Eritrean President Isaias Afwerki met with Sudan’s interim leaders in Khartoum on Tuesday to cement ties between the two countries amid tensions over Sudan’s border dispute with Ethiopia.
Afwerki met with interim Prime Minister Abdalla Hamdok after being received by head of Sudan’s interim sovereign council, Gen. Abdel Fattah al-Burhan, at Sudan International Airport.
The leaders agreed to strengthen cooperation in the “political, economic, social, security and military sectors,” according to a statement by Eritrea’s Information Ministry.
Hamdok and Isaias also discussed focusing joint work on “a few, concrete projects to consolidate Eritrea-Sudan bilateral ties within the regional framework,” according to the statement.
The meetings come as Eritrea has been accused of aiding Ethiopia in Addis Ababa’s ongoing border dispute with Sudan over fertile farmland in a region known as the Fashaga triangle. The United Nations said in March that Eritrea had deployed forces to the conflict.
Ethiopa’s Prime Minister Abiy Ahmed has also said Eritrean forces were supporting his government’s forces in the Tigray region, where Addis Ababa’s forces have been credibly accused of war crimes.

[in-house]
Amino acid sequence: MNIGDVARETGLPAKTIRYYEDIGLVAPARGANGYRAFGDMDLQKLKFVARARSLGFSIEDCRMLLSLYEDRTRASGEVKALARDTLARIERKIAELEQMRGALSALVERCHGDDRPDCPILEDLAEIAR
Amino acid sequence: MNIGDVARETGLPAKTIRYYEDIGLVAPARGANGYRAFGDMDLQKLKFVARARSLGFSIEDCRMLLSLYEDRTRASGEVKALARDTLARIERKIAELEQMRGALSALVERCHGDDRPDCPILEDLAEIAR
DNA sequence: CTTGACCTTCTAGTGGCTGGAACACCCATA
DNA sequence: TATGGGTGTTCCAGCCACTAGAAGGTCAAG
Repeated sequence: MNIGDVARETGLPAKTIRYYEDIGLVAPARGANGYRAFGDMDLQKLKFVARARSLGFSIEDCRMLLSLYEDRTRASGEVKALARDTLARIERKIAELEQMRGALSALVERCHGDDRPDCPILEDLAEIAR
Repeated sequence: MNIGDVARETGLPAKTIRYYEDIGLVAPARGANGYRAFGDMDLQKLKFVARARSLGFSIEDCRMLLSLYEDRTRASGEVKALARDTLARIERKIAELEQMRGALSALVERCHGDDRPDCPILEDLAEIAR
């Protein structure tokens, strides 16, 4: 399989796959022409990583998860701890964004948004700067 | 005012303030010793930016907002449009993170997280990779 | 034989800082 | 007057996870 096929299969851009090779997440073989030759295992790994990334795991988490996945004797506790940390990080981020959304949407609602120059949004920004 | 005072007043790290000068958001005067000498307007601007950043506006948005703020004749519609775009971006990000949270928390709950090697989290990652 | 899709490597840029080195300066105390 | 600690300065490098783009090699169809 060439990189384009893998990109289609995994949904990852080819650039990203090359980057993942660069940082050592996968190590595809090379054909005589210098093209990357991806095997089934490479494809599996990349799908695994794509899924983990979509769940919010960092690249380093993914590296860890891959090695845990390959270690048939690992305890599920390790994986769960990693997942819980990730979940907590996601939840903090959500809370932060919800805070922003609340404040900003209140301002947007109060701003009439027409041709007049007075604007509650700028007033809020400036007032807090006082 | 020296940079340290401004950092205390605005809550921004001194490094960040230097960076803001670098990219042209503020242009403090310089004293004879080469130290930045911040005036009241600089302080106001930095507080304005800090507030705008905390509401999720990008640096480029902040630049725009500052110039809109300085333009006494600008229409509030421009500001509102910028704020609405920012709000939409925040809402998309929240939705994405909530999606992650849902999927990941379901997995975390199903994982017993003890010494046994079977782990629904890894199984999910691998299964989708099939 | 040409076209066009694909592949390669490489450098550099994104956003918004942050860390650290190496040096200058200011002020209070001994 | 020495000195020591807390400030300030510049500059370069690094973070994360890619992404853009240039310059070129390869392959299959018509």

Sudan’s interim government leveled a vague allegation against “a third party” for aiding Ethiopia in the dispute in February. Eritrea’s government rushed to defuse the UN’s allegations, sending its foreign minister to Khartoum.
The decades-old conflict remains unresolved, despite rounds of talks in which Sudan seeks to return to a 1990 border agreement. Ethiopia has accused Sudan’s forces of violating Ethiopian territory to commit crimes against civilians.
Tensions between Ethiopia and Sudan are also high due to Addis Ababa’s Grand Ethiopian Renaissance Dam. Egypt and Sudan fear the project, which is largely complete, will dangerously reduce downstream Nile flow, on which their populations depend, especially Egypt’s.
East Africa faces a slew of overlapping crises that threaten the region’s stability.
The dam dispute, the Sudan-Ethiopia border conflict and an elections crisis in Somalia have caught the attention of the Biden administration, which sees the resource-rich Horn of Africa as a important region amid economic and strategic competition with Russia and China.